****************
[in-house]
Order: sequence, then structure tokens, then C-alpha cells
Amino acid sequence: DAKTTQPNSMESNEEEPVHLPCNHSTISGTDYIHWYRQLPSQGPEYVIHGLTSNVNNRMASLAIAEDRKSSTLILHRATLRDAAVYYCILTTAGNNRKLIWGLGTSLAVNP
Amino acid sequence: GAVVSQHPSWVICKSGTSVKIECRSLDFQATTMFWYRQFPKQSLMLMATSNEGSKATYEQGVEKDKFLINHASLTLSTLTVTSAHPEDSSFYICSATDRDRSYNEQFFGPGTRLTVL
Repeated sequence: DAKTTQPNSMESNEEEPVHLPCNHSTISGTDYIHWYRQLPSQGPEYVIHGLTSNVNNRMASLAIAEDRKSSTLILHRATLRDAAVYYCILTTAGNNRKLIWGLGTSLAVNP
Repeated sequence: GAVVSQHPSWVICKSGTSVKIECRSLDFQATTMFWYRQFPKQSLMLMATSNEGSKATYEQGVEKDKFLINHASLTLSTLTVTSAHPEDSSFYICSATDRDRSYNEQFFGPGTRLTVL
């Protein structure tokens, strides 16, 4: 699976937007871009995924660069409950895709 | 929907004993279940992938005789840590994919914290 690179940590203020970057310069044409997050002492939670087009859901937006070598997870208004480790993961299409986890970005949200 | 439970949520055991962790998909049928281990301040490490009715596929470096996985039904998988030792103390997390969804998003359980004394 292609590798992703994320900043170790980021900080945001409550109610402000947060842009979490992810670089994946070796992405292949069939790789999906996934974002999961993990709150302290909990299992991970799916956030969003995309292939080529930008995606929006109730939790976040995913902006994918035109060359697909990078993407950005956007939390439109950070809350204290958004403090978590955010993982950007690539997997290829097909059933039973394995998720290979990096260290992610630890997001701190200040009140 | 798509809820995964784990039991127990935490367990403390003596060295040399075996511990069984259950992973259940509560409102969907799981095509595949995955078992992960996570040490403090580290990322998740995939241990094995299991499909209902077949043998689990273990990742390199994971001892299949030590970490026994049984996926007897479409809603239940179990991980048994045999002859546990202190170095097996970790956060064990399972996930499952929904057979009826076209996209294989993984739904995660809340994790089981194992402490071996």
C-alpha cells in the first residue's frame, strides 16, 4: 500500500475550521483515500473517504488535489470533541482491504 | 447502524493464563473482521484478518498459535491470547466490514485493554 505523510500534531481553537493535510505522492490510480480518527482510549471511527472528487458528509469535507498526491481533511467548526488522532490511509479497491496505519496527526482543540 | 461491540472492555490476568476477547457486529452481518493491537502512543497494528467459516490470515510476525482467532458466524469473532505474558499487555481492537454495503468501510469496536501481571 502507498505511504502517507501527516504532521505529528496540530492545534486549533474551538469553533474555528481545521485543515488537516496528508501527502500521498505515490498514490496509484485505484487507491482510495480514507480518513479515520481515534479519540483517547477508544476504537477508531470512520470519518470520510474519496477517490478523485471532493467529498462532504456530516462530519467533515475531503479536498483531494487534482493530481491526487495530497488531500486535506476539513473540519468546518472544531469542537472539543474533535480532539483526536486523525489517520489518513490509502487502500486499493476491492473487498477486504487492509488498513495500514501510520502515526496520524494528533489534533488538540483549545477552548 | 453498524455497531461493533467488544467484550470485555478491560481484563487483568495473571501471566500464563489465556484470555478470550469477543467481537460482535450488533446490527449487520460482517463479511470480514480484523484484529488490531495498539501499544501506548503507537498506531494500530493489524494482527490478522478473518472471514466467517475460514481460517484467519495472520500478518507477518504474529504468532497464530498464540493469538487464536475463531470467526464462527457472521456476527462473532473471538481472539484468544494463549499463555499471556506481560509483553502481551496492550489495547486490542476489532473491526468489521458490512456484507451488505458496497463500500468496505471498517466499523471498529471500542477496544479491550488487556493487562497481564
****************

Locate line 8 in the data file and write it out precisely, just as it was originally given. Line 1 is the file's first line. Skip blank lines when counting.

C-alpha cells in the first residue's frame, strides 16, 4: 500500500475550521483515500473517504488535489470533541482491504 | 447502524493464563473482521484478518498459535491470547466490514485493554 505523510500534531481553537493535510505522492490510480480518527482510549471511527472528487458528509469535507498526491481533511467548526488522532490511509479497491496505519496527526482543540 | 461491540472492555490476568476477547457486529452481518493491537502512543497494528467459516490470515510476525482467532458466524469473532505474558499487555481492537454495503468501510469496536501481571 502507498505511504502517507501527516504532521505529528496540530492545534486549533474551538469553533474555528481545521485543515488537516496528508501527502500521498505515490498514490496509484485505484487507491482510495480514507480518513479515520481515534479519540483517547477508544476504537477508531470512520470519518470520510474519496477517490478523485471532493467529498462532504456530516462530519467533515475531503479536498483531494487534482493530481491526487495530497488531500486535506476539513473540519468546518472544531469542537472539543474533535480532539483526536486523525489517520489518513490509502487502500486499493476491492473487498477486504487492509488498513495500514501510520502515526496520524494528533489534533488538540483549545477552548 | 453498524455497531461493533467488544467484550470485555478491560481484563487483568495473571501471566500464563489465556484470555478470550469477543467481537460482535450488533446490527449487520460482517463479511470480514480484523484484529488490531495498539501499544501506548503507537498506531494500530493489524494482527490478522478473518472471514466467517475460514481460517484467519495472520500478518507477518504474529504468532497464530498464540493469538487464536475463531470467526464462527457472521456476527462473532473471538481472539484468544494463549499463555499471556506481560509483553502481551496492550489495547486490542476489532473491526468489521458490512456484507451488505458496497463500500468496505471498517466499523471498529471500542477496544479491550488487556493487562497481564